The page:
Taxonomic Swap 46806 (הועלה ב 2019-02-01)

Treatment on iNaturalist currently remains as a species complex, not as an individual species. Within the carnea-group, species are impossible to distinguish from photos and require analysis of mating songs.

NOTE that this is essentially a split into no less than 15 species, several of which are yet to be added to iNaturalist.

[!] Species cannot be identified apart from a specialist in this complex. Confidence in online-only IDs is essentially 0%. Morphology is noted in the literature as generally being useless with this group.

[!] Species are either Palearctic or Nearctic, not Holarctic. Individual species ranges overlap and cannot be used to delineate species. All recorded regions have several members of this complex described.

[!] True C. carnea occurs nowhere in the Americas. Various references claiming such are (a) several decades out of date or (b) referring to the complex and not a particular species.

[!] Common names do not properly belong to a single species At best, these refer to the complex if not the genus level.

[!] Further taxonomic issues between Chrysoperla and Chrysopa still need to be addressed on iNaturalist as several duplicate taxa exist.

• Brooks, 1994

• Henry et al., 2002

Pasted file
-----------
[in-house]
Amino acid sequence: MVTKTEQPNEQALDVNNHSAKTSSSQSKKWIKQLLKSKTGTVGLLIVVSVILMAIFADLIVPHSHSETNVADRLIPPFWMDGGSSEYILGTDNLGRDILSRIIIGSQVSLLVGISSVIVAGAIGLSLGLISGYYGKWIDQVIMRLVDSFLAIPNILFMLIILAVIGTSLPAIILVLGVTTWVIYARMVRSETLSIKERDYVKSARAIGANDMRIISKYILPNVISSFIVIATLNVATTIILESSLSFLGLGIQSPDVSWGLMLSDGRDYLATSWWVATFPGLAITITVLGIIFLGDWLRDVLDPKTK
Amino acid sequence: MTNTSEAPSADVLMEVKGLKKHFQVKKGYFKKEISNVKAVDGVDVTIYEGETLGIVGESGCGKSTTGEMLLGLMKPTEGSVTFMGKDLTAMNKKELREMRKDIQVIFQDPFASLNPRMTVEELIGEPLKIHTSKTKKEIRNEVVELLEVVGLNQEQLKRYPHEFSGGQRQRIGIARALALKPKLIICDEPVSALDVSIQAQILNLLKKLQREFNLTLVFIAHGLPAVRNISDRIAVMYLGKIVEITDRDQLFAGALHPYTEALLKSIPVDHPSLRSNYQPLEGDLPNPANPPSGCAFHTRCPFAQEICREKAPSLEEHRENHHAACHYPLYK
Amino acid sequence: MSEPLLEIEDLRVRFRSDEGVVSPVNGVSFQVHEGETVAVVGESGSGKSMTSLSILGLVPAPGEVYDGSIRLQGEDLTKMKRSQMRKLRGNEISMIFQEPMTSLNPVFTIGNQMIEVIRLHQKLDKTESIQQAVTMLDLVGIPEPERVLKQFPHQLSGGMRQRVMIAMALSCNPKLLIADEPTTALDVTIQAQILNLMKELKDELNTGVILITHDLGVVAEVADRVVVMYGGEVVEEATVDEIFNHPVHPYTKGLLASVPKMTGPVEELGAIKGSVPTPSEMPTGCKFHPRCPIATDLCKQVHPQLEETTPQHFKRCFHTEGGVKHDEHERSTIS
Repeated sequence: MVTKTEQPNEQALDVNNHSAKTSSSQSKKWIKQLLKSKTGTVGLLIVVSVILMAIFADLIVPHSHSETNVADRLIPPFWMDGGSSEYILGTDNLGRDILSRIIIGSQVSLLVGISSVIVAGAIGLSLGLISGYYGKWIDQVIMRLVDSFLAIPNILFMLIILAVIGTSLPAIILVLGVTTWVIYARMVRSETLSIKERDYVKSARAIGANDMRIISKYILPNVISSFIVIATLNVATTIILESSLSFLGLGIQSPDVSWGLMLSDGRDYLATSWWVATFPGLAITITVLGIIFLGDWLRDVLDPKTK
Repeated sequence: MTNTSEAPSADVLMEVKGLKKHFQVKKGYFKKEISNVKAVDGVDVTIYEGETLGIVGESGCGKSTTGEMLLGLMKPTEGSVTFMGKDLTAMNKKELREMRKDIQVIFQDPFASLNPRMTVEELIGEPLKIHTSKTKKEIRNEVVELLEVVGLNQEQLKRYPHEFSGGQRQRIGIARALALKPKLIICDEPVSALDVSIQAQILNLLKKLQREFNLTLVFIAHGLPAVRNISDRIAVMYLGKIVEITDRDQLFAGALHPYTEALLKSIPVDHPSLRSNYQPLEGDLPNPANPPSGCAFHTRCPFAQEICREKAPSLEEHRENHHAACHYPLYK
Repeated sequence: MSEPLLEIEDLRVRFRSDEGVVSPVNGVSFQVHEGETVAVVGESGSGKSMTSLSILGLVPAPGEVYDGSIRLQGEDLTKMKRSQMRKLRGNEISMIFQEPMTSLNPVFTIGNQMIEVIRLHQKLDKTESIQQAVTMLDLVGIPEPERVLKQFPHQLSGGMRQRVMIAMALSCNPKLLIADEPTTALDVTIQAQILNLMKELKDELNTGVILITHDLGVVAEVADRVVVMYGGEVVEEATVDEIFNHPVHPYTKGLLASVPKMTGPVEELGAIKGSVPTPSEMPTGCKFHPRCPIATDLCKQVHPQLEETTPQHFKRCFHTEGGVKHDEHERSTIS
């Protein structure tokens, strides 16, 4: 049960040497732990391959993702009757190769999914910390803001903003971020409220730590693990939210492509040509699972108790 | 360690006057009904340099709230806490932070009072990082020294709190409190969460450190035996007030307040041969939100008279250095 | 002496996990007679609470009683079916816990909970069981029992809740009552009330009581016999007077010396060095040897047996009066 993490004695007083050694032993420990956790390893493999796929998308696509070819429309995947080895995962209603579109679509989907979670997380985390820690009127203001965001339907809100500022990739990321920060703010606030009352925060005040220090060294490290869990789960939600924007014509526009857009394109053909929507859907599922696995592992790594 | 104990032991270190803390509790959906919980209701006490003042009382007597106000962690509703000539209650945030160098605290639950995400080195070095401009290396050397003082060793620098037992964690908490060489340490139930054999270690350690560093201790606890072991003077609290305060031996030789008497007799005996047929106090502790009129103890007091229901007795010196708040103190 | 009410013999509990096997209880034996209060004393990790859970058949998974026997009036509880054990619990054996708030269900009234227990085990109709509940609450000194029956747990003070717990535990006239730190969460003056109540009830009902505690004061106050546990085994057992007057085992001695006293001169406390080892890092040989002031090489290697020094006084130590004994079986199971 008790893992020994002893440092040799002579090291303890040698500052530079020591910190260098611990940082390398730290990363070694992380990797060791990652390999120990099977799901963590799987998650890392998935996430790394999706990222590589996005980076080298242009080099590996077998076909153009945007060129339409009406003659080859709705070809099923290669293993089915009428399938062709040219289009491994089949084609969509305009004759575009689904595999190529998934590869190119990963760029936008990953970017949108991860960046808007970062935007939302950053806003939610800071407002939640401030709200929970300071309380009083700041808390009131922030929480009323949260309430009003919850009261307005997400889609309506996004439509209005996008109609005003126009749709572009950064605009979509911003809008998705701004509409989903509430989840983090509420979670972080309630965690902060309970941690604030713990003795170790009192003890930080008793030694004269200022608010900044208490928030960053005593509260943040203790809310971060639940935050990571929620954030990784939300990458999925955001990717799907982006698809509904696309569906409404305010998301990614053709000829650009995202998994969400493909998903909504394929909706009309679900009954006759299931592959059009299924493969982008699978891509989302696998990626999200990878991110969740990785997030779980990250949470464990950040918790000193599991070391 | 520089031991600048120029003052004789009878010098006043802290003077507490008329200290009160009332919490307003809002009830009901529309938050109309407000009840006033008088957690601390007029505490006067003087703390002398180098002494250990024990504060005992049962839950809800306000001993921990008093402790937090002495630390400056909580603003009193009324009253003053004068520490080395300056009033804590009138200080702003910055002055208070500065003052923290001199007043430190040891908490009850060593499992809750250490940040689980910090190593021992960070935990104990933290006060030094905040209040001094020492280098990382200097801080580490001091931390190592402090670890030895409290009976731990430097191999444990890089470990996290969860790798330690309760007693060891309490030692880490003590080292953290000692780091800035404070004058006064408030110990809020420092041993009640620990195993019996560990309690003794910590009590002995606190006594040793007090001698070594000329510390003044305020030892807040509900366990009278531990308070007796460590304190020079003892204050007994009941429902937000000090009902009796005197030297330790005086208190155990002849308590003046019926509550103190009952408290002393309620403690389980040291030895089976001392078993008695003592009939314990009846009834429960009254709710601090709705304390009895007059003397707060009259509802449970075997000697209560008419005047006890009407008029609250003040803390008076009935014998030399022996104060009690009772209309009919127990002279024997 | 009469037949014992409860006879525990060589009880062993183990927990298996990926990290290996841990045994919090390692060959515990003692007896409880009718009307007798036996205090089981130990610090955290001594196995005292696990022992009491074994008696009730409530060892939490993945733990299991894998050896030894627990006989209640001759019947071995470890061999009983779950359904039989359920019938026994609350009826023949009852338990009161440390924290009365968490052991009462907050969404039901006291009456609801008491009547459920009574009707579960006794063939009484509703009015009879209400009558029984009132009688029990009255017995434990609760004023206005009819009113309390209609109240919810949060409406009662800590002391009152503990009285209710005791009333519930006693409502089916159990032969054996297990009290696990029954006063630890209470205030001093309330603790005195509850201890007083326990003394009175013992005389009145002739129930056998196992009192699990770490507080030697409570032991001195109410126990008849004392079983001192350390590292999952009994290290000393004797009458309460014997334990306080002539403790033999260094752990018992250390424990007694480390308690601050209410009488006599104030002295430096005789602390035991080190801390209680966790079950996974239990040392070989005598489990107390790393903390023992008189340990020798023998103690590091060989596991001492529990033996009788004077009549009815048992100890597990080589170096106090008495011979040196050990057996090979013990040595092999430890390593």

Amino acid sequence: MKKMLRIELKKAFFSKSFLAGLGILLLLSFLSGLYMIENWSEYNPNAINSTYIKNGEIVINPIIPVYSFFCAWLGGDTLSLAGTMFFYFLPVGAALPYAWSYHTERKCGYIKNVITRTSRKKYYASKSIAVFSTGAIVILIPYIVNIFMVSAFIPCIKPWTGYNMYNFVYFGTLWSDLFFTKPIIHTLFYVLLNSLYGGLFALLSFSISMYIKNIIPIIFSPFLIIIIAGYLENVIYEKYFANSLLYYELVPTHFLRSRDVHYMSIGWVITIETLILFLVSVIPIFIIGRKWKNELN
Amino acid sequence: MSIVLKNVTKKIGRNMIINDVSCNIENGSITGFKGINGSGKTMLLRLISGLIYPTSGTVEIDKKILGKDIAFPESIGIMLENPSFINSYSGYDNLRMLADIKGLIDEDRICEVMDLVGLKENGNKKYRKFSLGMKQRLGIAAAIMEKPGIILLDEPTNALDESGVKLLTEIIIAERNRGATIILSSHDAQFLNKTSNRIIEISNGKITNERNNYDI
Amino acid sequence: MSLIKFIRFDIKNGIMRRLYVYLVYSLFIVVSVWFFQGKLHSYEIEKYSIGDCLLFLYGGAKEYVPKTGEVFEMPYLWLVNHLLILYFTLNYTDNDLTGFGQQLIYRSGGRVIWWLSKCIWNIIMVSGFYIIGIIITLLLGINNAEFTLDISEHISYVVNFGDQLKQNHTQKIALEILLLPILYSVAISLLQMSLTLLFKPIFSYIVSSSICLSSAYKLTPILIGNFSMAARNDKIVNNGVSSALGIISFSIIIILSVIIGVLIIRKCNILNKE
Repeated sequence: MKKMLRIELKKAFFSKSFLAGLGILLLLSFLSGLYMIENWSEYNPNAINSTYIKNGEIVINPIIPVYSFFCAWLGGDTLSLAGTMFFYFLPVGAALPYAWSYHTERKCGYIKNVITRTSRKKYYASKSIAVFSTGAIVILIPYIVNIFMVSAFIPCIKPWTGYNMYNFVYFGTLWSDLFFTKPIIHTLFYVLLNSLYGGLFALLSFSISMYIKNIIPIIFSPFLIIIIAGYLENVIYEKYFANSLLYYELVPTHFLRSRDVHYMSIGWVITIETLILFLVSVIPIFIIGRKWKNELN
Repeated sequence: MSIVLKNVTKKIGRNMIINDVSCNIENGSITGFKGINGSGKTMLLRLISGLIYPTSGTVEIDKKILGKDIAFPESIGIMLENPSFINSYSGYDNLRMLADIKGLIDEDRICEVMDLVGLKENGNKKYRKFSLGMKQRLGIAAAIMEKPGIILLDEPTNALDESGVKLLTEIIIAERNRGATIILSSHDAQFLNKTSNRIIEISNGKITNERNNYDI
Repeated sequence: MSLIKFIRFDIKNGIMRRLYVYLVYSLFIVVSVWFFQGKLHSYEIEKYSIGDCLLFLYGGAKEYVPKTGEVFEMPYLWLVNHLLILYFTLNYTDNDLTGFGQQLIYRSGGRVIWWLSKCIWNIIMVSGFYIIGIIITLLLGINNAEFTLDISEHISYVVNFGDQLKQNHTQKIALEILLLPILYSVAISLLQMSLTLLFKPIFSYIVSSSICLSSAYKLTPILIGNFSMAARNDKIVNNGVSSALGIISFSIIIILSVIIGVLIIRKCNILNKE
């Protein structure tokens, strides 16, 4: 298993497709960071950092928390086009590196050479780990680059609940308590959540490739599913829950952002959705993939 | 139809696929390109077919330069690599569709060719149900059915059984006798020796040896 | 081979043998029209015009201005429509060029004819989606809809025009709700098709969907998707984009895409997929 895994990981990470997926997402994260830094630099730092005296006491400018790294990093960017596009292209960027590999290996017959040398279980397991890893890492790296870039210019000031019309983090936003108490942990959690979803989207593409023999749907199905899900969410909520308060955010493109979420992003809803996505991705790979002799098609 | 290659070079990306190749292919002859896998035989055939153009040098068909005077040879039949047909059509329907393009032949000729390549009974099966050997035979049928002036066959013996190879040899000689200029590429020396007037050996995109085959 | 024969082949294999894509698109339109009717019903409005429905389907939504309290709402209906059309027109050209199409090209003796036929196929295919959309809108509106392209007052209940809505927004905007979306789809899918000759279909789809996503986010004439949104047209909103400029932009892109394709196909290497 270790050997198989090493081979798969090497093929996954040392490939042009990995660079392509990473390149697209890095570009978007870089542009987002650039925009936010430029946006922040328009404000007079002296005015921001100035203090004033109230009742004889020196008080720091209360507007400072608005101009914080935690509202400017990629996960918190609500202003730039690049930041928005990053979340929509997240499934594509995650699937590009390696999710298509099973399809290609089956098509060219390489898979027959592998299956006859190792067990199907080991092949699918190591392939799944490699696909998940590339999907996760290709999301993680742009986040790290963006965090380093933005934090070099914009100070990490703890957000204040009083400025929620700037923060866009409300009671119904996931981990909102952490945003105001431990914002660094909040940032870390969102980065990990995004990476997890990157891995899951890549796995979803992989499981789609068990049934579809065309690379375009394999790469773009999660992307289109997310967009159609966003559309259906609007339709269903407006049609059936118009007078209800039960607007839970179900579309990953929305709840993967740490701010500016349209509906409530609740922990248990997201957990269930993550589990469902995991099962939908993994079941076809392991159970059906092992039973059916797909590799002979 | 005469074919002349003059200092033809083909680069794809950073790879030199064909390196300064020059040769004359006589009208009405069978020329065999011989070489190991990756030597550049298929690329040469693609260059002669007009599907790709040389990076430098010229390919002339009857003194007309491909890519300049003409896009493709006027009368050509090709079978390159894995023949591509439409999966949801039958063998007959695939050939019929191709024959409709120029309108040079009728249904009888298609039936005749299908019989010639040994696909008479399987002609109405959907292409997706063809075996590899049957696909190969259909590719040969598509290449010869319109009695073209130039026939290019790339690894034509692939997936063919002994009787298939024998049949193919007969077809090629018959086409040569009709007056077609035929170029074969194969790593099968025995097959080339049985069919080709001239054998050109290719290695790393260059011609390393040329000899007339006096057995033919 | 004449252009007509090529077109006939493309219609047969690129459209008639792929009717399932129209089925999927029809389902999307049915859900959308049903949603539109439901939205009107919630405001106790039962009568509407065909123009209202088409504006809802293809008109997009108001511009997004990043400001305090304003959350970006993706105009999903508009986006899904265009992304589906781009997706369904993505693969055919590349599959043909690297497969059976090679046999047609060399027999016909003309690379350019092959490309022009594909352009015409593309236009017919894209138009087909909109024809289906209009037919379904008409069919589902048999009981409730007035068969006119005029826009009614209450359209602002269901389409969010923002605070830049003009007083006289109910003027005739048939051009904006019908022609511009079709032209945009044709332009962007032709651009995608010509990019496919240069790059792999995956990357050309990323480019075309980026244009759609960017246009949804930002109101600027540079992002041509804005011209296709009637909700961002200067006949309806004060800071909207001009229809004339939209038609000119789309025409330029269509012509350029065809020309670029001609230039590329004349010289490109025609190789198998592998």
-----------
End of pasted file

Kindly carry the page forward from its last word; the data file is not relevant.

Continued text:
• Ventura et al., 2002

• Henry & Wells, 2007

• Bozsik et al., 2009

Discovering the True Chrysoperla carn... (ציטוט)
נוסף על־ידי jonathan142 בתאריך פברואר 1, 2019 10:04 לפנה"צ | אושר על ידי jonathan142 בתאריך פברואר 1, 2019
הוחלף ב


@jonathan142 I understand that the community is frequently misIdentifying observations to Chrysoperla carnea when they should preferably be ID'd to a coarser level. But please don't use taxon changes to change what was intended by identifiers. The correct action here should be (however tedious) to add your own polite comments and identifications to observations (rather than using taxon changes to alter other people's identifications). This is similar to the Scolia dubia issue where you used a taxon change to refine users identifications from the species level to the ssp level. Am I making sense here about how taxon changes should never be used to alter what is meant by other users identifications? Thanks for responding and happy to clarify anything that might still be unclear

פורסם על-ידי loarie לפני יותר מ 3 שנים

I Scott. This was a much more complex taxonomic issue. These were various species that were split off in recent literature that, previously, had been synonymized. This has been the result of a bunch of ongoing research within the genus. This resulted in a major restructuring of the tree including a significant change in the definition of the species along with the addition of a significant number of species resurrected from synonymy. (These changes in definitions have also resulted in further issues, including at least one potential case of a nomen dubium that's still under investigation.)

פורסם על-ידי jonathan142 לפני יותר מ 3 שנים

I understand, and its fine for you to add a complex as you've done. But please don't every swap the nominate species within a complex into the parent complex. Swaps inactivate the input and that would only be the case if Chrysoperla carnea was not a valid species. And complexes must have the nominate species as a member of the complex (e.g. complex Chrysoperla carnea must have species Chrysoperla carnea as a member). Does that make sense?